5. 5. Implementation and Transition used to increase benefits. If the providers are motivated, they can be stretched even further to meat outsourcing objectives and thus more benefits for the company. Table 2.2.2.1 Steering Committee Senior  Escalation issues  Quarterly VP of Engineering Management  Customer satisfaction  User goes offshore once per year  Resource allocation  Process  Vendor goes onsite once per year  Savings and productivity gains Offshore Program Account Manager /  Consistent issues across  Monthly (1-2 hrs) Office Program Manager program management  User goes offshore teams twice per year  SLAs  Best practices  Escalation issues  Future innovations Project Project Delivery  Planned vs. executed  Weekly (1-2 hrs) Management Team Team progress  Communications  Frequency of questions  SLAs  Outstanding issues  Dependencies  Project Context review © Altoros Systems 5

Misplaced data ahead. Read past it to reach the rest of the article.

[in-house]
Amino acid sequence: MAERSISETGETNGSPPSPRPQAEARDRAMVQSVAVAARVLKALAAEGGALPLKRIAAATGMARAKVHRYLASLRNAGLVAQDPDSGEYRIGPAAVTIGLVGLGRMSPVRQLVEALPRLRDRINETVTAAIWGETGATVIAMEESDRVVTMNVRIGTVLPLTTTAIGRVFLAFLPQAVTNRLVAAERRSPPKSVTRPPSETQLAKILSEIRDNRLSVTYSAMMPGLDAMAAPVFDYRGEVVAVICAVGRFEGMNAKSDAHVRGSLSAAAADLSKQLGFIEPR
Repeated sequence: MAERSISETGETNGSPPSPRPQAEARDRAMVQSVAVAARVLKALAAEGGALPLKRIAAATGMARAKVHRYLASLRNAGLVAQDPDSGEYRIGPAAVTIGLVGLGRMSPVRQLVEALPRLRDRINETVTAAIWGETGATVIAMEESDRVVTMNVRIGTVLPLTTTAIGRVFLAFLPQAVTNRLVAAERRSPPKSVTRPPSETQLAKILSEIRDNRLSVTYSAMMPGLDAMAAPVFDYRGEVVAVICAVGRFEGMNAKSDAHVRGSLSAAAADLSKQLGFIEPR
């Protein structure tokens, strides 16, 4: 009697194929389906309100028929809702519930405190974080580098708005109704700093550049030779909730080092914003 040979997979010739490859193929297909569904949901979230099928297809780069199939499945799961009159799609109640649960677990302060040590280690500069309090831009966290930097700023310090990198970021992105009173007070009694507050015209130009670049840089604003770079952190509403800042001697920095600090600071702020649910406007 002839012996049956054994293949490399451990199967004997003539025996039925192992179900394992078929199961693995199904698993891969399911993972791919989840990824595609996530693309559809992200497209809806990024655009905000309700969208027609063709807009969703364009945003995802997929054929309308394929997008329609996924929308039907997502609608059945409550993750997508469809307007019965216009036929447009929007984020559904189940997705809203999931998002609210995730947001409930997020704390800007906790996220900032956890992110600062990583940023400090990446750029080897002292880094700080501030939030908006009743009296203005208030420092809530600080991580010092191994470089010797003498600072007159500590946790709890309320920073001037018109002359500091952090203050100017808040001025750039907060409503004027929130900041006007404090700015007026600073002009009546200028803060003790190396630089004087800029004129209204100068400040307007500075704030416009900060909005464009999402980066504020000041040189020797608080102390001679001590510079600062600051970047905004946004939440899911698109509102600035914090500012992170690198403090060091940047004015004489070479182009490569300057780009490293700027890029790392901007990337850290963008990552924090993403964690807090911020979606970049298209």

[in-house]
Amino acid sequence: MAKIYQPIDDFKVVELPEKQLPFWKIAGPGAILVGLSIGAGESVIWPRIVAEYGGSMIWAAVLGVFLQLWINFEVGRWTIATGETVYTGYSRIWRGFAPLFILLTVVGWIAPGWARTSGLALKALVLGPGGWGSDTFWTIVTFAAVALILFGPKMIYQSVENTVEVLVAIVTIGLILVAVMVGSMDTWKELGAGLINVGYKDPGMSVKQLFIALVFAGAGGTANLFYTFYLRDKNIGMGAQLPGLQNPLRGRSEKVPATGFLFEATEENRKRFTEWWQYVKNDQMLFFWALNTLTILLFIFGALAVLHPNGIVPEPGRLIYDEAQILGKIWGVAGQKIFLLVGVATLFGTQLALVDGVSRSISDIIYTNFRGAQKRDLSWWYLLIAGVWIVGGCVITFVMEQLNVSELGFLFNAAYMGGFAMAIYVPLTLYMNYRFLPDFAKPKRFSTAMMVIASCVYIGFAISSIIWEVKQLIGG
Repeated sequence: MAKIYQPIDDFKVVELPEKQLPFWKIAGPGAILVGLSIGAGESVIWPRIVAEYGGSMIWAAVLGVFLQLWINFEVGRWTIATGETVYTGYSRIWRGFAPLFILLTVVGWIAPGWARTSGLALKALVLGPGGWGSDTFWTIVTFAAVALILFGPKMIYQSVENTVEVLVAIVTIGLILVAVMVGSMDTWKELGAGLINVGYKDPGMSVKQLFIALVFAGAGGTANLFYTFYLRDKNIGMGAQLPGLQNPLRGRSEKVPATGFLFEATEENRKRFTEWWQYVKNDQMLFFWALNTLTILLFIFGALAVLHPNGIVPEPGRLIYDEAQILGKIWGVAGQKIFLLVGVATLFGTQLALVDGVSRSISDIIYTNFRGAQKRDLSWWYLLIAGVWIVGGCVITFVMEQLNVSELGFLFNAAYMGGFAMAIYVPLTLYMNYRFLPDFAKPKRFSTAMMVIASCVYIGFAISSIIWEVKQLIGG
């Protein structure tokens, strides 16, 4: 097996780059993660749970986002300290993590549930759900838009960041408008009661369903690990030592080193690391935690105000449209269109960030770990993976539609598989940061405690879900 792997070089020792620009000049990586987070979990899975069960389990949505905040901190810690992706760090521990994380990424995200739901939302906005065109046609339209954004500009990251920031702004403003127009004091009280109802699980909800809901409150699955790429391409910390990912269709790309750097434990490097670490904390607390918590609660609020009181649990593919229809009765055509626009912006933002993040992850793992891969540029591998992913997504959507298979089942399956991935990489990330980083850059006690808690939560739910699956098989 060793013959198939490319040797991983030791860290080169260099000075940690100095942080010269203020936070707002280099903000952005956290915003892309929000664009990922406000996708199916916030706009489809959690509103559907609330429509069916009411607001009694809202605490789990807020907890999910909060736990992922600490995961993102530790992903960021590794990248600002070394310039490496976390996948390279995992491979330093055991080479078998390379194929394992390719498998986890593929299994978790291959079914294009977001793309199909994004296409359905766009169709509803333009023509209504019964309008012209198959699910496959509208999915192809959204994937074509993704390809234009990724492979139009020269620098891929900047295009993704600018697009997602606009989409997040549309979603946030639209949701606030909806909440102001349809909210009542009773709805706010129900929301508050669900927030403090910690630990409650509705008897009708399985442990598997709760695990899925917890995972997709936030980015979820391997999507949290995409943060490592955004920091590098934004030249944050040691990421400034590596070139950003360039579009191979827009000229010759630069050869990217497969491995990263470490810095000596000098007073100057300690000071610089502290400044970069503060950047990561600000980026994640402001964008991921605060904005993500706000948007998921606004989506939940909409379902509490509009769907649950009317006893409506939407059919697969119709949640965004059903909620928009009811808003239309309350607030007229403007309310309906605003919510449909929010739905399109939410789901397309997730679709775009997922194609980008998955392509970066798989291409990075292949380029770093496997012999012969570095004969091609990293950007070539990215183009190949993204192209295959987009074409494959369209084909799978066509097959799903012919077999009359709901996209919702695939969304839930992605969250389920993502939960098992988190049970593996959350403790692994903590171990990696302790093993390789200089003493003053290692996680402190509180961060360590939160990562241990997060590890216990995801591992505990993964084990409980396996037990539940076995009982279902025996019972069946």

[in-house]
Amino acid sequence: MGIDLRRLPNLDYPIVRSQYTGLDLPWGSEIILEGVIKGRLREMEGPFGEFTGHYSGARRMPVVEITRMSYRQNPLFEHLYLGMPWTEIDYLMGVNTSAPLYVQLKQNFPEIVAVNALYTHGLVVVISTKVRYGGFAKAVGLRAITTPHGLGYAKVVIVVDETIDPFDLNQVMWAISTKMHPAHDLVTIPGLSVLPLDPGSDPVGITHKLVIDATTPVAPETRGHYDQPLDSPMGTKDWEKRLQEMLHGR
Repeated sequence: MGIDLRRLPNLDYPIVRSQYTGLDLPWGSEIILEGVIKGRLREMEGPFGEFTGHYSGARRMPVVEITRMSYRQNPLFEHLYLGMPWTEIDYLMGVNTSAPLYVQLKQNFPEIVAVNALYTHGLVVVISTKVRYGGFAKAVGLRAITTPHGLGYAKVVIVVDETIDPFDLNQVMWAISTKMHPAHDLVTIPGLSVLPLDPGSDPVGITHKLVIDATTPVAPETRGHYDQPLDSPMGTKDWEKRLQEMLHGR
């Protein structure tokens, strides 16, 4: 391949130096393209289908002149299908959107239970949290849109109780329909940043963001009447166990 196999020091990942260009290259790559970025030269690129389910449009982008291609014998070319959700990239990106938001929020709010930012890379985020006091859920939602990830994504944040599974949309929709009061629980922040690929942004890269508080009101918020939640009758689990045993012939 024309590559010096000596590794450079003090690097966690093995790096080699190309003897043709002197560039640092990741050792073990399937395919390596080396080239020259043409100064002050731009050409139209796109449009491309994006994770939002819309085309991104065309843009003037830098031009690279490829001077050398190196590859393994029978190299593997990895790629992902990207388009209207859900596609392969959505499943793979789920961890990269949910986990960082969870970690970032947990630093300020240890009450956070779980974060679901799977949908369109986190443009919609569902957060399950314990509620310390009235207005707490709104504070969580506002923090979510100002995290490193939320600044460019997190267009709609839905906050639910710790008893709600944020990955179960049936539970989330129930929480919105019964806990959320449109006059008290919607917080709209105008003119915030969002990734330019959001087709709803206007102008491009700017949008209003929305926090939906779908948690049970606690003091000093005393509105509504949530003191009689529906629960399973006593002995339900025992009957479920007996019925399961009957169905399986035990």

6. 6. Implementation and Transition Regardless of size and maturity, offshore outsourcing is on the agenda of early staged, mid- sized and large software companies for many different reasons. Cost reduction is typically the basis for offshore outsourcing, but the big picture for ISVs and ASPs is to build, retain and maintain its customer base by constant innovation. Global outsourcing is an option vendors are exploring to remain cost competitive as operational difficulties associated with global outsourcing are gradually removed. Having the right strategic offshore roadmap and governance model is critical. Outsourcing strategy checklist BACKGROUND INFORMATION Why outsourcing is needed? How can outsourcing by used as a strategic tool? What are the expectations from outsourcing? DECISION MAKING Who will decide what to outsource? Who will select the outsourcer? Who will approve variations to the outsourcing agreement? Who will approve budgets, timelines and deliverables? COMMUNICATION With whom should the company communicate? What will the outsourcer want to know and when? What is the best way to conduct communications? ENSURING A SUCCESSFUL OUTSOURCING PROCESS What are the critical success factors? What are the risks? How does one overcome risks or problems? What are the assumptions to be made before proceeding? RESPONSIBILITIES What are the company's responsibilities? What are the outsourcers? What knowledge - skills are required? ASSETS - STAFF AND LICENSES What assets, staff or licenses need to be acquired? What assets, staff or licenses need to be transferred? What assets, staff or licenses need to be redeployed? What assets, staff or licenses need to be disposed of? OBLIGATIONS - LEGAL MATTERS Are there copies of all arrangements and agreements? Is there any consent to be obtained from third parties? Are there any obligations after the outsourcing process begins? Renat Khasanshyn is CEO of Altoros Systems, Inc. www.altoros.com © Altoros Systems 6